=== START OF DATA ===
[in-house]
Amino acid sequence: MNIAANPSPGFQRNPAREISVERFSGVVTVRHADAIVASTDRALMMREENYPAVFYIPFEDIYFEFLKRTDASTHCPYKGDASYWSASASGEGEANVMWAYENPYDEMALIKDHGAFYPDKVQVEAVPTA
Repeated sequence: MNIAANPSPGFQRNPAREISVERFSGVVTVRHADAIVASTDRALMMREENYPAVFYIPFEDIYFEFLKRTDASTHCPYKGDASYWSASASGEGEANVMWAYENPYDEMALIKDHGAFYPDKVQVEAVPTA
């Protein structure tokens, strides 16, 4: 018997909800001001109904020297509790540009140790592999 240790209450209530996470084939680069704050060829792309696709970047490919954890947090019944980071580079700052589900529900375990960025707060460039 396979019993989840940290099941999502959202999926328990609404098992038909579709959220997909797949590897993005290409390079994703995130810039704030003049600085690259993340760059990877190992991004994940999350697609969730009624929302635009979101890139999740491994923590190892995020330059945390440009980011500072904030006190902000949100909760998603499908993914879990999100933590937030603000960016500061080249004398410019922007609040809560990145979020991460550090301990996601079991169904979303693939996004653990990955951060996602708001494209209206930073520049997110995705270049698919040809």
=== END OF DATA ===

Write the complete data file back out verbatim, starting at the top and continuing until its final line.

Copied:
[in-house]
Amino acid sequence: MNIAANPSPGFQRNPAREISVERFSGVVTVRHADAIVASTDRALMMREENYPAVFYIPFEDIYFEFLKRTDASTHCPYKGDASYWSASASGEGEANVMWAYENPYDEMALIKDHGAFYPDKVQVEAVPTA
Repeated sequence: MNIAANPSPGFQRNPAREISVERFSGVVTVRHADAIVASTDRALMMREENYPAVFYIPFEDIYFEFLKRTDASTHCPYKGDASYWSASASGEGEANVMWAYENPYDEMALIKDHGAFYPDKVQVEAVPTA
């Protein structure tokens, strides 16, 4: 018997909800001001109904020297509790540009140790592999 240790209450209530996470084939680069704050060829792309696709970047490919954890947090019944980071580079700052589900529900375990960025707060460039 396979019993989840940290099941999502959202999926328990609404098992038909579709959220997909797949590897993005290409390079994703995130810039704030003049600085690259993340760059990877190992991004994940999350697609969730009624929302635009979101890139999740491994923590190892995020330059945390440009980011500072904030006190902000949100909760998603499908993914879990999100933590937030603000960016500061080249004398410019922007609040809560990145979020991460550090301990996601079991169904979303693939996004653990990955951060996602708001494209209206930073520049997110995705270049698919040809």